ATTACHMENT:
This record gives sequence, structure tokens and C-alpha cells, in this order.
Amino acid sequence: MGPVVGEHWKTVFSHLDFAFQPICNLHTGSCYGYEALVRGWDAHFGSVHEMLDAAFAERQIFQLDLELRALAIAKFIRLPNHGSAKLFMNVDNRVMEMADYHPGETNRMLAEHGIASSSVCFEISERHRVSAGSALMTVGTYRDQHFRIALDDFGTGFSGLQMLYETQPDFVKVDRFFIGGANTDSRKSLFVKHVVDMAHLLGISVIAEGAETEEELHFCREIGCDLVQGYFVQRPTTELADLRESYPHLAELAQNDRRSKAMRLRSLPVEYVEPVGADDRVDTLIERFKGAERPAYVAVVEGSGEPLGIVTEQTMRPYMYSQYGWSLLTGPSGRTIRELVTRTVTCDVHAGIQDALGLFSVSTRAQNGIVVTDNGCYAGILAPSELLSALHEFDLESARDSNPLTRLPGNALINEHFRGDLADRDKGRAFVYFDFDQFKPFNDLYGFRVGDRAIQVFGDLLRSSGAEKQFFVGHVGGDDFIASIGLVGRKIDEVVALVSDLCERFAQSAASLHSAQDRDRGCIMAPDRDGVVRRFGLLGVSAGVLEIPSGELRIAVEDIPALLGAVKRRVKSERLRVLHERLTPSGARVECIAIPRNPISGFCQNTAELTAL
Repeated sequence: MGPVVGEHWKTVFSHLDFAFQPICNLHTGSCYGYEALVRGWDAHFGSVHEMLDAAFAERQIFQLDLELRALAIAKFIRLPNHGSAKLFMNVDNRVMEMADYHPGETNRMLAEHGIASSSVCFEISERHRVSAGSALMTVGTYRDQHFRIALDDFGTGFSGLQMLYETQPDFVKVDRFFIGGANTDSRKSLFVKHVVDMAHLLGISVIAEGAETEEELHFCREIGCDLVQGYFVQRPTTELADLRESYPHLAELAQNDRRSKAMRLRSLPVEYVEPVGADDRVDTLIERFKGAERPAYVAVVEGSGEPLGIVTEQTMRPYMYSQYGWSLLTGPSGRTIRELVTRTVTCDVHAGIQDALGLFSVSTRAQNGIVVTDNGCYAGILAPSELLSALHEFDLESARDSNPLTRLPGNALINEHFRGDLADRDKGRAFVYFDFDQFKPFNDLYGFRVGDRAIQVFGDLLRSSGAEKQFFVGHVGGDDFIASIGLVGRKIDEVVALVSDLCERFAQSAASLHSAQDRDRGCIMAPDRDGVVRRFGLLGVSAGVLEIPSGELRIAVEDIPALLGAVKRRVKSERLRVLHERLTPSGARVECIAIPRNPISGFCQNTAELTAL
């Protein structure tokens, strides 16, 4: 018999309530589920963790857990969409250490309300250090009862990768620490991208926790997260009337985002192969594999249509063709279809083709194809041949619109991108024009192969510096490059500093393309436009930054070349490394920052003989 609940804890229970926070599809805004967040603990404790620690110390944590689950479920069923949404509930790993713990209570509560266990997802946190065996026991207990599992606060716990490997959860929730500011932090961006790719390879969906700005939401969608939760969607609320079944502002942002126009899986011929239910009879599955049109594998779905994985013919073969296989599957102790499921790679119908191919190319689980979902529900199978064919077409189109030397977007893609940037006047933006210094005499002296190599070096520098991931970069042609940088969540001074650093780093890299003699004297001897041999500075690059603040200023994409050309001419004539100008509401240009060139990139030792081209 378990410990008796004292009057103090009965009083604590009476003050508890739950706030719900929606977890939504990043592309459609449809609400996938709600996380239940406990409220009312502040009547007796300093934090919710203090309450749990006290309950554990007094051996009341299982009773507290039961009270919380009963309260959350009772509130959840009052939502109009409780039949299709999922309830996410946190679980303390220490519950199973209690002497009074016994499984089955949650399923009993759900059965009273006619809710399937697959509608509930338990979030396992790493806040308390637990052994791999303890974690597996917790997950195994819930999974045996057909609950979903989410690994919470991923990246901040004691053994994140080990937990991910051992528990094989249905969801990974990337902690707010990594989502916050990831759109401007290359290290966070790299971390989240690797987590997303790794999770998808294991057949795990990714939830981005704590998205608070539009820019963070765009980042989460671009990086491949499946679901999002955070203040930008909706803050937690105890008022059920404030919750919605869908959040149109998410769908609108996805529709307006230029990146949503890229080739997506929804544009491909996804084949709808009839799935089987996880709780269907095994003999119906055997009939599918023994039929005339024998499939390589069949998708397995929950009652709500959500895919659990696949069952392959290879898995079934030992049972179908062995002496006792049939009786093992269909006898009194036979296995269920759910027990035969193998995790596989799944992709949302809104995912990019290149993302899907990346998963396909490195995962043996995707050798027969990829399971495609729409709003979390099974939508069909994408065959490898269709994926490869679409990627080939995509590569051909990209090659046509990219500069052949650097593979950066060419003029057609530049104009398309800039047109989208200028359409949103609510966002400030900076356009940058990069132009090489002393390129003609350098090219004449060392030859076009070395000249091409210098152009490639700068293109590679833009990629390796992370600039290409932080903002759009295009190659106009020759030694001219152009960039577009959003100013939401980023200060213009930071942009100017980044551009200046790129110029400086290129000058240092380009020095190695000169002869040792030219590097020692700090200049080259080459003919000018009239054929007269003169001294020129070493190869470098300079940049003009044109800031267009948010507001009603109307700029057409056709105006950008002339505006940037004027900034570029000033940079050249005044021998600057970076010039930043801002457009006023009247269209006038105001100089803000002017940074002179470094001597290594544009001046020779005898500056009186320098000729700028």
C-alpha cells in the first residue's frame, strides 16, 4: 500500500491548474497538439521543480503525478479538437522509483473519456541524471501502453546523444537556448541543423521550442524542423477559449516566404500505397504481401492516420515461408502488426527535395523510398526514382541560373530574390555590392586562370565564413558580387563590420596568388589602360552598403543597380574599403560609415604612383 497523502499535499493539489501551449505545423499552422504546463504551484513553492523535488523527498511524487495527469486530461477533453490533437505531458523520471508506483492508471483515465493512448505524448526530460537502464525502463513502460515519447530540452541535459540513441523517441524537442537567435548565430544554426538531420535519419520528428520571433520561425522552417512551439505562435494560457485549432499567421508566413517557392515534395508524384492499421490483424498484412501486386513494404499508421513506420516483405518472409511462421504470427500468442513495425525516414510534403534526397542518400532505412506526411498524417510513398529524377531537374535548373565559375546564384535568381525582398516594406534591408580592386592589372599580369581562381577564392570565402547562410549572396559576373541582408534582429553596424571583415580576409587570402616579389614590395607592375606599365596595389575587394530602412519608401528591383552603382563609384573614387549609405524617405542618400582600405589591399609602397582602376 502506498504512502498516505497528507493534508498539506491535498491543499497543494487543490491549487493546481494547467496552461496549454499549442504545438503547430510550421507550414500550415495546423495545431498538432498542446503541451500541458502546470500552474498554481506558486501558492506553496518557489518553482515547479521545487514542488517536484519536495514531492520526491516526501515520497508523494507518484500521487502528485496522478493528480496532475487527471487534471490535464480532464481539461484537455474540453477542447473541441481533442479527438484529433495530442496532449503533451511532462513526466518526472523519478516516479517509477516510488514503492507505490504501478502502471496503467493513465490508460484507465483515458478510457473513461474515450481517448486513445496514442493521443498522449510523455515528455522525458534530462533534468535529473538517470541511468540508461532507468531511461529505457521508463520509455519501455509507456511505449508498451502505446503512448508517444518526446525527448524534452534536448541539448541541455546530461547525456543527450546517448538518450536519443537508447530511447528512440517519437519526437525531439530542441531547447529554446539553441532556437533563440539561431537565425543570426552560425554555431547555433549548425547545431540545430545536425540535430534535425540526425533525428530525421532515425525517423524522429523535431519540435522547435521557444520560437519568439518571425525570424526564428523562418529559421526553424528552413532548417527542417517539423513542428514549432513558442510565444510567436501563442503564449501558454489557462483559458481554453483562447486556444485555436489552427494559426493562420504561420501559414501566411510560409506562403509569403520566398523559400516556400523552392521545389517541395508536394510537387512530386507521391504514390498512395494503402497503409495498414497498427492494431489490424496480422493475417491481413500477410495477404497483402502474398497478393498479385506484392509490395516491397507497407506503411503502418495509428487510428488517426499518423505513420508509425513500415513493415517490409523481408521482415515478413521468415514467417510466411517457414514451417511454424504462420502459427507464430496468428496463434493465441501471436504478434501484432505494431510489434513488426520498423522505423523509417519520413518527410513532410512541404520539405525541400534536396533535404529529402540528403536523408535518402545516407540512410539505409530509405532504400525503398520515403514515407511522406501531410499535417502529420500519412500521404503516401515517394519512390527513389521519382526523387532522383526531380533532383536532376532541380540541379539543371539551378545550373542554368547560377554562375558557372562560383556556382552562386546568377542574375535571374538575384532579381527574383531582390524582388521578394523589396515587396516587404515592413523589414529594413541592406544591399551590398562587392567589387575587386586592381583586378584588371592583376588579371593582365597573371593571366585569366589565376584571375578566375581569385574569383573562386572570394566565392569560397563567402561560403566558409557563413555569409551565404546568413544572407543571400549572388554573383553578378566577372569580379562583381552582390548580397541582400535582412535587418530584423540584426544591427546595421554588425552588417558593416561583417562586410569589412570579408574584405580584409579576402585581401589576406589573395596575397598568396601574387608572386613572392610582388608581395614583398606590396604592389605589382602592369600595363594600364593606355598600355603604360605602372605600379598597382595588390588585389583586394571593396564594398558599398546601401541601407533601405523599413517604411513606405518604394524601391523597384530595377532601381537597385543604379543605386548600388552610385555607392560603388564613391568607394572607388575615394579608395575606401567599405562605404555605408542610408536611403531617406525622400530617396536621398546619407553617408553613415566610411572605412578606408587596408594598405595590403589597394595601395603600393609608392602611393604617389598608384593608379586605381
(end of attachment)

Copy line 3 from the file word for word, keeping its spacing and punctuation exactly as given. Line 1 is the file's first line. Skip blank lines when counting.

Repeated sequence: MGPVVGEHWKTVFSHLDFAFQPICNLHTGSCYGYEALVRGWDAHFGSVHEMLDAAFAERQIFQLDLELRALAIAKFIRLPNHGSAKLFMNVDNRVMEMADYHPGETNRMLAEHGIASSSVCFEISERHRVSAGSALMTVGTYRDQHFRIALDDFGTGFSGLQMLYETQPDFVKVDRFFIGGANTDSRKSLFVKHVVDMAHLLGISVIAEGAETEEELHFCREIGCDLVQGYFVQRPTTELADLRESYPHLAELAQNDRRSKAMRLRSLPVEYVEPVGADDRVDTLIERFKGAERPAYVAVVEGSGEPLGIVTEQTMRPYMYSQYGWSLLTGPSGRTIRELVTRTVTCDVHAGIQDALGLFSVSTRAQNGIVVTDNGCYAGILAPSELLSALHEFDLESARDSNPLTRLPGNALINEHFRGDLADRDKGRAFVYFDFDQFKPFNDLYGFRVGDRAIQVFGDLLRSSGAEKQFFVGHVGGDDFIASIGLVGRKIDEVVALVSDLCERFAQSAASLHSAQDRDRGCIMAPDRDGVVRRFGLLGVSAGVLEIPSGELRIAVEDIPALLGAVKRRVKSERLRVLHERLTPSGARVECIAIPRNPISGFCQNTAELTAL